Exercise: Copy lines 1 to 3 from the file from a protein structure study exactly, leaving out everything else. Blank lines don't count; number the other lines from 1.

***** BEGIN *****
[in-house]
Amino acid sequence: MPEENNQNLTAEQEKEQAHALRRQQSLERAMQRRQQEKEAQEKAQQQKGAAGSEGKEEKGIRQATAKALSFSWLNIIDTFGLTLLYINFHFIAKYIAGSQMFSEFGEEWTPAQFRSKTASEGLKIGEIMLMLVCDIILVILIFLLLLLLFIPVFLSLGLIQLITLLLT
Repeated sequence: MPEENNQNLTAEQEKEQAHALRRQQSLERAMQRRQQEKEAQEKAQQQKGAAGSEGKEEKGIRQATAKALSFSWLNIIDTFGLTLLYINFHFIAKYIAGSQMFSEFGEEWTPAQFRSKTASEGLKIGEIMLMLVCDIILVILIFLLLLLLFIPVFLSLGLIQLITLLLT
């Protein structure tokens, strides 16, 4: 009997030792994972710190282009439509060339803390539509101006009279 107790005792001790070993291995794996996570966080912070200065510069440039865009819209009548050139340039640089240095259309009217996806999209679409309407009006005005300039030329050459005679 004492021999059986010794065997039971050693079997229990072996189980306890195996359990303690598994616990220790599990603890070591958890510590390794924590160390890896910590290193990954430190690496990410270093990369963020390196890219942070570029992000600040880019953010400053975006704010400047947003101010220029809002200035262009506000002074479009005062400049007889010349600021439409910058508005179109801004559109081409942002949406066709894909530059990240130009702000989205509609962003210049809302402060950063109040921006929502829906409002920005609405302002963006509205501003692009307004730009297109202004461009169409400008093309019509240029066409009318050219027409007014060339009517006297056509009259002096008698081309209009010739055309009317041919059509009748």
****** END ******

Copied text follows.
[in-house]
Amino acid sequence: MPEENNQNLTAEQEKEQAHALRRQQSLERAMQRRQQEKEAQEKAQQQKGAAGSEGKEEKGIRQATAKALSFSWLNIIDTFGLTLLYINFHFIAKYIAGSQMFSEFGEEWTPAQFRSKTASEGLKIGEIMLMLVCDIILVILIFLLLLLLFIPVFLSLGLIQLITLLLT
Repeated sequence: MPEENNQNLTAEQEKEQAHALRRQQSLERAMQRRQQEKEAQEKAQQQKGAAGSEGKEEKGIRQATAKALSFSWLNIIDTFGLTLLYINFHFIAKYIAGSQMFSEFGEEWTPAQFRSKTASEGLKIGEIMLMLVCDIILVILIFLLLLLLFIPVFLSLGLIQLITLLLT